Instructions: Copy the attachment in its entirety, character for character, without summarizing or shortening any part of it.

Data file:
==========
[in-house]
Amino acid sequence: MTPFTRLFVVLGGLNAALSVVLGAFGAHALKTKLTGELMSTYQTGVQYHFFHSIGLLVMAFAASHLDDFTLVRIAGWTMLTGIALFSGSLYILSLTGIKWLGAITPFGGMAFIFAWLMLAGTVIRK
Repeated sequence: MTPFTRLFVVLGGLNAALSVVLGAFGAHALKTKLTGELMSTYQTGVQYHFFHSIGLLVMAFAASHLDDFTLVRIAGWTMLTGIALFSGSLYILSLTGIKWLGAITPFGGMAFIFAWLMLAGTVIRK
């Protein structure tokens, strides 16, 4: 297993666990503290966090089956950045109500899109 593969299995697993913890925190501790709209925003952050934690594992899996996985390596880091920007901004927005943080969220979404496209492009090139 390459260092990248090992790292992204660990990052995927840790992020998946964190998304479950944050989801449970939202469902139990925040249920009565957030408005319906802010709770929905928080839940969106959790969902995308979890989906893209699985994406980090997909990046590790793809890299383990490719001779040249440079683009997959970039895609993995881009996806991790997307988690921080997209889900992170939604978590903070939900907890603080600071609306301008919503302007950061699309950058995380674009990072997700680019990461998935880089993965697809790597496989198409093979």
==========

[in-house]
Amino acid sequence: MTPFTRLFVVLGGLNAALSVVLGAFGAHALKTKLTGELMSTYQTGVQYHFFHSIGLLVMAFAASHLDDFTLVRIAGWTMLTGIALFSGSLYILSLTGIKWLGAITPFGGMAFIFAWLMLAGTVIRK
Repeated sequence: MTPFTRLFVVLGGLNAALSVVLGAFGAHALKTKLTGELMSTYQTGVQYHFFHSIGLLVMAFAASHLDDFTLVRIAGWTMLTGIALFSGSLYILSLTGIKWLGAITPFGGMAFIFAWLMLAGTVIRK
């Protein structure tokens, strides 16, 4: 297993666990503290966090089956950045109500899109 593969299995697993913890925190501790709209925003952050934690594992899996996985390596880091920007901004927005943080969220979404496209492009090139 390459260092990248090992790292992204660990990052995927840790992020998946964190998304479950944050989801449970939202469902139990925040249920009565957030408005319906802010709770929905928080839940969106959790969902995308979890989906893209699985994406980090997909990046590790793809890299383990490719001779040249440079683009997959970039895609993995881009996806991790997307988690921080997209889900992170939604978590903070939900907890603080600071609306301008919503302007950061699309950058995380674009990072997700680019990461998935880089993965697809790597496989198409093979």